State Law And Shareholder Representatives

As noted yesterday, the Securities and Exchange Commission has proposed to amend Rule 14a-8 to modernize "the process for shareholder proposals to be included in a company’s proxy statement".  Among other things, the SEC is proposing  to amend the eligibility
requirements of Rule 14a-8 to require shareholders that use a representative to submit a proposal for inclusion in a company’s proxy statement to provide documentation attesting that the shareholder supports the proposal and authorizes the representative to submit the proposal on the shareholder’s behalf.  The proposing release notes that Rule 14a-8 does not presently address a shareholder’s ability to submit a proposal through a representative and that "absent Commission regulation, this practice has been governed by state agency law."

As a matter of fact, the California General Corporation law is silent on who, other than the board of directors, may present proposals at shareholder meetings.  The GCL is also silent on how proposals are to be presented.  It does not, for example, require that proposals be moved and seconded.  Thus, it should be no surprise that the GCL does not expressly address whether someone may act as representative of a shareholder to present a proposal at a meeting.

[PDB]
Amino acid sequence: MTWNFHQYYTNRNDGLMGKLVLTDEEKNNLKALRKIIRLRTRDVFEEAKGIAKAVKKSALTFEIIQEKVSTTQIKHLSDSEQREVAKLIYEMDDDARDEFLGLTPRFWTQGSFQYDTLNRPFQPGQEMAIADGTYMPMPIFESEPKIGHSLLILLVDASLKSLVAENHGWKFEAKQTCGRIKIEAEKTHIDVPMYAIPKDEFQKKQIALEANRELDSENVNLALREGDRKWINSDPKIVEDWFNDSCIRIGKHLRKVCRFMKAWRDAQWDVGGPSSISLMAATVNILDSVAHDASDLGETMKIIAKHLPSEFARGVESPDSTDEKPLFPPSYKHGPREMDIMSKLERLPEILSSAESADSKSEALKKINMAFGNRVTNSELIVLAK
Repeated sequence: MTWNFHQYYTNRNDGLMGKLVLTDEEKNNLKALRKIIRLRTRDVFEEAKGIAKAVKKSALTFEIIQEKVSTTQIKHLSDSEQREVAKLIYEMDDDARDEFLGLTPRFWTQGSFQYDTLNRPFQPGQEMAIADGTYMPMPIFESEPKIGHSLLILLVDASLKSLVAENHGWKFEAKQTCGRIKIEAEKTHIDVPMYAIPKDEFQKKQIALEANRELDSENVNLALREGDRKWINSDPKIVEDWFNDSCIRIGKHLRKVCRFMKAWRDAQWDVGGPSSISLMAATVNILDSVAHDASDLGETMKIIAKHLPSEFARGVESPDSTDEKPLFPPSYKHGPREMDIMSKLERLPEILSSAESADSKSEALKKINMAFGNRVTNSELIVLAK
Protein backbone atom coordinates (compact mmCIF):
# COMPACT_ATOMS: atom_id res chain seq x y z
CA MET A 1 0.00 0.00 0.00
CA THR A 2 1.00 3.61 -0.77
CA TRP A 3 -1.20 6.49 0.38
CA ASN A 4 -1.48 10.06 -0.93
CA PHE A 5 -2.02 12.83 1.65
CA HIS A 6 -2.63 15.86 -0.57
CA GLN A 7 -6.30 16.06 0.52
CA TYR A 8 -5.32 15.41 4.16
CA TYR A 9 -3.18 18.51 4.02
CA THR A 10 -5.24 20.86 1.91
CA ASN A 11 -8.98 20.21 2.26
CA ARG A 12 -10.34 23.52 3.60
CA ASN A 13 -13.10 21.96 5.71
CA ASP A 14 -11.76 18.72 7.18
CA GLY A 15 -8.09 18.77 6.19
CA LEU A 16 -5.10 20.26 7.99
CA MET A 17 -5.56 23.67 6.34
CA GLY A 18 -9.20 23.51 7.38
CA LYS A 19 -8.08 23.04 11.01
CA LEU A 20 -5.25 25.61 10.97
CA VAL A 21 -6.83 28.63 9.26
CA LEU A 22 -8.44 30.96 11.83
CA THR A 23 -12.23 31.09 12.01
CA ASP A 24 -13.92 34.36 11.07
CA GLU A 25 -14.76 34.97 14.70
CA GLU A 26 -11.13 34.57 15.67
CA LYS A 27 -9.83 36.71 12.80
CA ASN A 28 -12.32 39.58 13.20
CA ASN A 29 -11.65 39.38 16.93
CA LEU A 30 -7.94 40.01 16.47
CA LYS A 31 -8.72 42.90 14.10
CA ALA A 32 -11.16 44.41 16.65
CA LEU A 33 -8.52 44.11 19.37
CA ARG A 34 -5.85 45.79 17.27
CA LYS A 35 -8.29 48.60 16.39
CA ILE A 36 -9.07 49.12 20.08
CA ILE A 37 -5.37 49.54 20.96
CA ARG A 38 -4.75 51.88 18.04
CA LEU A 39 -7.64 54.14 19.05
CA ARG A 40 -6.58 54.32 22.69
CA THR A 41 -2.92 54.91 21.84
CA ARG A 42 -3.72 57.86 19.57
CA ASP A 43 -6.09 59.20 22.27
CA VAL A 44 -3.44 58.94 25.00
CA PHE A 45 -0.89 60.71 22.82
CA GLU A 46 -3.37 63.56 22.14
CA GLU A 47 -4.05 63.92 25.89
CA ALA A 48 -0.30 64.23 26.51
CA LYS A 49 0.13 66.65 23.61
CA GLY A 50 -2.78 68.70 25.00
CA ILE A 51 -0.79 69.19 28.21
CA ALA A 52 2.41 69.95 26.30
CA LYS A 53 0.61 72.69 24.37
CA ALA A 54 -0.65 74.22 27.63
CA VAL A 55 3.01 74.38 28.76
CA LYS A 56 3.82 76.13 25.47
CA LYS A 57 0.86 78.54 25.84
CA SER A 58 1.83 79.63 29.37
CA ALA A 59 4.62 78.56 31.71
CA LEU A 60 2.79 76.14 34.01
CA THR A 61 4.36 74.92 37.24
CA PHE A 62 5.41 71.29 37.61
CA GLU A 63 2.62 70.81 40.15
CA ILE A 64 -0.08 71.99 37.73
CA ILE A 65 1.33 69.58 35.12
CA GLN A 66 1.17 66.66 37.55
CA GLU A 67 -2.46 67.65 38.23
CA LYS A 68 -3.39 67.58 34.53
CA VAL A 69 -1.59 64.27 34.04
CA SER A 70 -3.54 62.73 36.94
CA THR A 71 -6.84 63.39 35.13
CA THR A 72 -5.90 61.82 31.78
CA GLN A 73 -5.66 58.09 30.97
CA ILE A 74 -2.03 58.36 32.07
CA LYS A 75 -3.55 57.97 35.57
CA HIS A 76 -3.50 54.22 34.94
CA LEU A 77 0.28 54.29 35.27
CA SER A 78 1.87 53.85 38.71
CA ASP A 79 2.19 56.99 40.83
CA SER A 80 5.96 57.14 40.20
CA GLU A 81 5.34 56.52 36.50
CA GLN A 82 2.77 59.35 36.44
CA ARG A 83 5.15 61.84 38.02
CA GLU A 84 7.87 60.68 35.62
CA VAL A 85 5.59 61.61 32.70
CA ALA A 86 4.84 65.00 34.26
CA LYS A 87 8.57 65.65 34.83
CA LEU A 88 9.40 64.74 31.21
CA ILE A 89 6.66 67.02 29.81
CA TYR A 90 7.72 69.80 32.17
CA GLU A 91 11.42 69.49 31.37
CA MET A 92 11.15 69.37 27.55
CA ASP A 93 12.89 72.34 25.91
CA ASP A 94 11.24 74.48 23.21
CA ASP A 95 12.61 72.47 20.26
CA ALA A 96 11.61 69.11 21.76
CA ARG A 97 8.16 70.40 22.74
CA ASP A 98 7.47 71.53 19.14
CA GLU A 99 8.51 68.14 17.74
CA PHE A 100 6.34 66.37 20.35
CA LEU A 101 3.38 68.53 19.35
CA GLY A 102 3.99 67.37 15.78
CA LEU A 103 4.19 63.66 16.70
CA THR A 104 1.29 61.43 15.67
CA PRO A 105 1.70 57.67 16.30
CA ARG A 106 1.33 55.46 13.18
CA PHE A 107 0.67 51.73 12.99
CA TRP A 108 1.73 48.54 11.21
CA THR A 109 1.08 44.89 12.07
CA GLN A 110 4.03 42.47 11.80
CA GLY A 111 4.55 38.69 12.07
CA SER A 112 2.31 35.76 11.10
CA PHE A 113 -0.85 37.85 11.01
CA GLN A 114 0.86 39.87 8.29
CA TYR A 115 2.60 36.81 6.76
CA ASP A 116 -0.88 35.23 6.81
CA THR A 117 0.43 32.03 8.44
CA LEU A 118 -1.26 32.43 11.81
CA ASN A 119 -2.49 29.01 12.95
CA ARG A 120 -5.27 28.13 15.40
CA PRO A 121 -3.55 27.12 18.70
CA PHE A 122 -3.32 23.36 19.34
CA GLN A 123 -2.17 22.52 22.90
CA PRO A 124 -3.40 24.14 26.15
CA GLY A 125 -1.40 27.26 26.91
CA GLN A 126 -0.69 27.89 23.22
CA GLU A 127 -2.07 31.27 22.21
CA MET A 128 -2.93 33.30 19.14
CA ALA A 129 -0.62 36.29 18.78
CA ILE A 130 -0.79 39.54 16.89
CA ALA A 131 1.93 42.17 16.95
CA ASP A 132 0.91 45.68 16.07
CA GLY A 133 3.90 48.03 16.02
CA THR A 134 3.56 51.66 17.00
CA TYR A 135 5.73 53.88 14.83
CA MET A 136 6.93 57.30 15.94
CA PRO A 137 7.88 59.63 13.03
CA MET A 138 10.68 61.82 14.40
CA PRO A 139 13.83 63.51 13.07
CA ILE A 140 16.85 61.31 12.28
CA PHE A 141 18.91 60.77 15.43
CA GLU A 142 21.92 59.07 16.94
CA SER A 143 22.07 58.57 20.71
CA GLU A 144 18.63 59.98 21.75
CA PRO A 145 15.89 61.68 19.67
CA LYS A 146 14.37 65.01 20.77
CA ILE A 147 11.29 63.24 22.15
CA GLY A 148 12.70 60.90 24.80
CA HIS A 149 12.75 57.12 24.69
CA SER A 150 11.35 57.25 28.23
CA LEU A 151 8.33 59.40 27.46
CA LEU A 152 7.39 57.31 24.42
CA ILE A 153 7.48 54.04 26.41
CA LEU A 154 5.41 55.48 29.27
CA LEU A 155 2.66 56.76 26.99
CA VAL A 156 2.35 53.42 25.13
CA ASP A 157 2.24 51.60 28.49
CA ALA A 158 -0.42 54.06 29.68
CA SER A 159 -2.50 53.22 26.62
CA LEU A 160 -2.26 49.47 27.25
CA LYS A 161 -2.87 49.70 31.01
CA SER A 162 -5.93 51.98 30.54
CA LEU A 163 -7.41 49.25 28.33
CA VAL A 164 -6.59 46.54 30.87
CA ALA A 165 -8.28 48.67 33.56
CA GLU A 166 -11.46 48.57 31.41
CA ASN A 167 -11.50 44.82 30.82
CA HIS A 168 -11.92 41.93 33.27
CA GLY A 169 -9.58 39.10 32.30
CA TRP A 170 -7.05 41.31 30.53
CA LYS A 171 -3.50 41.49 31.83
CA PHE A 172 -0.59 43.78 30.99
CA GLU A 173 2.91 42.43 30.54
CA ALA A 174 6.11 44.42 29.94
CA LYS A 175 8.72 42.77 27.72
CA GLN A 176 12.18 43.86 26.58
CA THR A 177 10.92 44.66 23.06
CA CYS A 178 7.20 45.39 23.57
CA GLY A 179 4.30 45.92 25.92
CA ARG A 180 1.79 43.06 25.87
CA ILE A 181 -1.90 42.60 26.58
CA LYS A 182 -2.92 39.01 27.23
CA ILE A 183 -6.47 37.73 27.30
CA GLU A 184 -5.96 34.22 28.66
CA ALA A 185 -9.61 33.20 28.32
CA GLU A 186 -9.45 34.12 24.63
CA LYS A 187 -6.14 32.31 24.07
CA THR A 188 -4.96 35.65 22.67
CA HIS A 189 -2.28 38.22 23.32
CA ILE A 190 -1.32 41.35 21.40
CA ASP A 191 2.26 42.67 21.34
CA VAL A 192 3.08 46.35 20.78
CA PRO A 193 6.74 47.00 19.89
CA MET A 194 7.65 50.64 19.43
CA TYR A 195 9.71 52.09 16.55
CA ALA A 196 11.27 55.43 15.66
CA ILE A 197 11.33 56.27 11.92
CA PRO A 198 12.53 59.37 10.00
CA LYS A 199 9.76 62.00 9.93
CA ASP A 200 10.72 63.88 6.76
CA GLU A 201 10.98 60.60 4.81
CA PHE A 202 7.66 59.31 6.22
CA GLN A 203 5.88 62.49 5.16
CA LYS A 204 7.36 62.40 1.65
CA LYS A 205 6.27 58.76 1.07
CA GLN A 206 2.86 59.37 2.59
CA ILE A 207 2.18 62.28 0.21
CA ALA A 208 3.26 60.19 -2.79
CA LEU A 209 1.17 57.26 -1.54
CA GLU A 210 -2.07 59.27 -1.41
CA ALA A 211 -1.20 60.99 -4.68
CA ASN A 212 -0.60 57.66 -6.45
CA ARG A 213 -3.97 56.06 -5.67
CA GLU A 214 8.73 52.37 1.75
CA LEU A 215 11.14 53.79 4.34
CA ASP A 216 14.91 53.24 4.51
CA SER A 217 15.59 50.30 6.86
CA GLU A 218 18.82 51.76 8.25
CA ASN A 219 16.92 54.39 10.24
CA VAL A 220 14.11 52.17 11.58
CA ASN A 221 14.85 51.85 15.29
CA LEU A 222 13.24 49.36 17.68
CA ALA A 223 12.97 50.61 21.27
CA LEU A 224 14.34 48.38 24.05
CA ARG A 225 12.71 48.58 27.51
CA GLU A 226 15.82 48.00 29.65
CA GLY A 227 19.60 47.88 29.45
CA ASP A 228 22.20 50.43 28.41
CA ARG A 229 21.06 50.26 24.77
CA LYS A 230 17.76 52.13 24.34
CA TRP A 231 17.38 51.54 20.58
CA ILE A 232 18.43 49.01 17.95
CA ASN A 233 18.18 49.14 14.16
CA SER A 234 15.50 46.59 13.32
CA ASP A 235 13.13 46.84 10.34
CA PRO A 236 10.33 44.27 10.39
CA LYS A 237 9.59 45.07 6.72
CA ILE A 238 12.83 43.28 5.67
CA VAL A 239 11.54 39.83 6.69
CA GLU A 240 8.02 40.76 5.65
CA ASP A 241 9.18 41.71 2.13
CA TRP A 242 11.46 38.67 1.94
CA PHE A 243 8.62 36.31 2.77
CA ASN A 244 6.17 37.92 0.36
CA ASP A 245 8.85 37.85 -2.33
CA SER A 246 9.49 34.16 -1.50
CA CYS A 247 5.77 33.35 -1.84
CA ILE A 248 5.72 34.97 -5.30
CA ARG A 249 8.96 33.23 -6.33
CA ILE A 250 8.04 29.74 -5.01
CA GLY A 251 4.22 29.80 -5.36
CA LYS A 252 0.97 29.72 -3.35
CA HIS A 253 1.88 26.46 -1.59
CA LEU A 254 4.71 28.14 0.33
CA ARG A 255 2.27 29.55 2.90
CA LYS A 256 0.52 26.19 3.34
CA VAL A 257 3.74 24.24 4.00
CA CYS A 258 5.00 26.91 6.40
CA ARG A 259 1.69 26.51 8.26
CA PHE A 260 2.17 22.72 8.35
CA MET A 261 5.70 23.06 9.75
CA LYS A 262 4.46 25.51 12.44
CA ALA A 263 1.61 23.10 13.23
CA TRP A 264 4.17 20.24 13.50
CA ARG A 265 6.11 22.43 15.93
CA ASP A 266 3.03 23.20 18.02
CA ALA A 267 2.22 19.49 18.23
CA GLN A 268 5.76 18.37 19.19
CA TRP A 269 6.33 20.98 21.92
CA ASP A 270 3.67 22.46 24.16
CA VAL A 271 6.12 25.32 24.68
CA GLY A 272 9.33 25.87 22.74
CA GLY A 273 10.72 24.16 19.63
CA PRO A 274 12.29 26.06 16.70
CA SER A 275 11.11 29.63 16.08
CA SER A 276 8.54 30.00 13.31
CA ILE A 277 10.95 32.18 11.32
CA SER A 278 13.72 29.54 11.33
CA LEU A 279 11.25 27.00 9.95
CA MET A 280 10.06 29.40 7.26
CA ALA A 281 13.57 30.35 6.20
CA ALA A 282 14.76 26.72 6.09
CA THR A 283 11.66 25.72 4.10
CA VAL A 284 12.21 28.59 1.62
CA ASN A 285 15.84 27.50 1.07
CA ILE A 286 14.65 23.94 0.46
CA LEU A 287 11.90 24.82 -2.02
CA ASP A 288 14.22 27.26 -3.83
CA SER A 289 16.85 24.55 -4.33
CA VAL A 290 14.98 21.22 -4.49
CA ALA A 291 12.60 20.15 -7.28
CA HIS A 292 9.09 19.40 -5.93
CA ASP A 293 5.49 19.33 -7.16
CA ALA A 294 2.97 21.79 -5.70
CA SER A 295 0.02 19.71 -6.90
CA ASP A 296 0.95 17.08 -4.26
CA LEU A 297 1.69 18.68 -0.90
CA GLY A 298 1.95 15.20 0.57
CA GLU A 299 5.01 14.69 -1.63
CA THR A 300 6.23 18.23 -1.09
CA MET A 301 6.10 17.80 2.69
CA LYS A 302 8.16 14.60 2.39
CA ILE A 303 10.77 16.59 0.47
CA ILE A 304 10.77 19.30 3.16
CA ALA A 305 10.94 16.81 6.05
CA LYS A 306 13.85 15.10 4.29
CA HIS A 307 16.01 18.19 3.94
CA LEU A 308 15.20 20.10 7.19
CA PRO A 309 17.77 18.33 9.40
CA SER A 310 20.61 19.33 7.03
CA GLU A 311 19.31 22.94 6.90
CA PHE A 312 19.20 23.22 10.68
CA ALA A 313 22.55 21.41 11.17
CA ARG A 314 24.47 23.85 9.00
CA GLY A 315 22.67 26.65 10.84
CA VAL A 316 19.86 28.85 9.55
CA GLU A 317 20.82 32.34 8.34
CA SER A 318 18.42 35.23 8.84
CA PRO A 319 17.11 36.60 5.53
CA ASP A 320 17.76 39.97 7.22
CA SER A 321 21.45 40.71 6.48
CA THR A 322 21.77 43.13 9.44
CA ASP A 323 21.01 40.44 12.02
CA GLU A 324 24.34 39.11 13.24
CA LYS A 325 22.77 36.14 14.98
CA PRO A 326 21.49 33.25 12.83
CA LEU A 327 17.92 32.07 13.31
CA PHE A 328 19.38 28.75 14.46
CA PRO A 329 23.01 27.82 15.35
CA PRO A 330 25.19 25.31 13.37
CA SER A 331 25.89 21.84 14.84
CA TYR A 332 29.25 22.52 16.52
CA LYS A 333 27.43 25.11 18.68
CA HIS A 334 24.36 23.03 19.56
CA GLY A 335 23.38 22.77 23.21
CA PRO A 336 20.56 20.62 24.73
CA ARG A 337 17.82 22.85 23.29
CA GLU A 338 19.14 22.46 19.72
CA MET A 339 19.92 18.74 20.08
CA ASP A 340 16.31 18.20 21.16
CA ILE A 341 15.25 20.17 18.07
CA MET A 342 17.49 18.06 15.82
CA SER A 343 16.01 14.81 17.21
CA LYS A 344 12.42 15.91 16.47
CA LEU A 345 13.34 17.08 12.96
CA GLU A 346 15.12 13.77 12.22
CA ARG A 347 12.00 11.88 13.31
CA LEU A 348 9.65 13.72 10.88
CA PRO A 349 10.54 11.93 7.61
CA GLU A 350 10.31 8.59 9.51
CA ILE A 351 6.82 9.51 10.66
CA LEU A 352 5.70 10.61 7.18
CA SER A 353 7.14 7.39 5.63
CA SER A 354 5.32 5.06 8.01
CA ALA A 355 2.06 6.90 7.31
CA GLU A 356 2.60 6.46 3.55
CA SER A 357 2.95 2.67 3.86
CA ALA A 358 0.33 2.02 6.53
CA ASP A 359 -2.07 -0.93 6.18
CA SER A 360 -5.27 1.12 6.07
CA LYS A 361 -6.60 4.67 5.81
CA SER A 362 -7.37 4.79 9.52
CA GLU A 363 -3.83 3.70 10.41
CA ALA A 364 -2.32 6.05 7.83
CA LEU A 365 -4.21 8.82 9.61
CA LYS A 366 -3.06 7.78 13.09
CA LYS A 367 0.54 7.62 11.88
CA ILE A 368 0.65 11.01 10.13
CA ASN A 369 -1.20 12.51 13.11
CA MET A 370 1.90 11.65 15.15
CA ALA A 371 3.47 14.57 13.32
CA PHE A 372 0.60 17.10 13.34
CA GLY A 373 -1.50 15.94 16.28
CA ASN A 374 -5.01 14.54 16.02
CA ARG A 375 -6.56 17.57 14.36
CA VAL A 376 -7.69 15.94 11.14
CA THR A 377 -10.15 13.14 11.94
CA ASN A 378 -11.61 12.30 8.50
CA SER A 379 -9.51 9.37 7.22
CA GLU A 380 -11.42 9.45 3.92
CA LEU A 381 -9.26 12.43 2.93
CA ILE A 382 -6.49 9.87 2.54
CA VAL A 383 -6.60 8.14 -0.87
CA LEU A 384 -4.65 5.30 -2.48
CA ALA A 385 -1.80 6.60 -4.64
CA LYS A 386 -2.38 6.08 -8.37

The GCL does, of course, provide that every person entitled vote shares may authorize another person or persons to act by proxy with respect to those shares.  Cal. Corp. Code § 705(a).  The GCL defines "proxy", however, only in reference to the power to vote:  "'Proxy' means a written authorization signed or an electronic transmission authorized by a shareholder or the shareholder's attorney in fact giving another person or persons power to vote with respect to the shares of such shareholder".  Cal. Corp. Code § 178 (emphasis added).  Thus, merely authorizing another person to submit a proposal for inclusion in a proxy  would not be a "proxy" as defined by the GCL.  Such a relationship, however, does meet the Civil Code's definition of an agent: "one who represents another, called the principal, in dealings with third persons".  Cal. Civ. Code § 2295.  The proposing release's use of "representative" in lieu of "proxy" is consistent with these definitions.

The SEC's proposal does not address whether the use of representatives may be subject to limitations or conditions or even prohibited by state law or a company's articles or bylaws.  Many public companies already have provisions governing the process by which proposals may be brought before a meeting.  Typically, these take the form of advance notice requirements.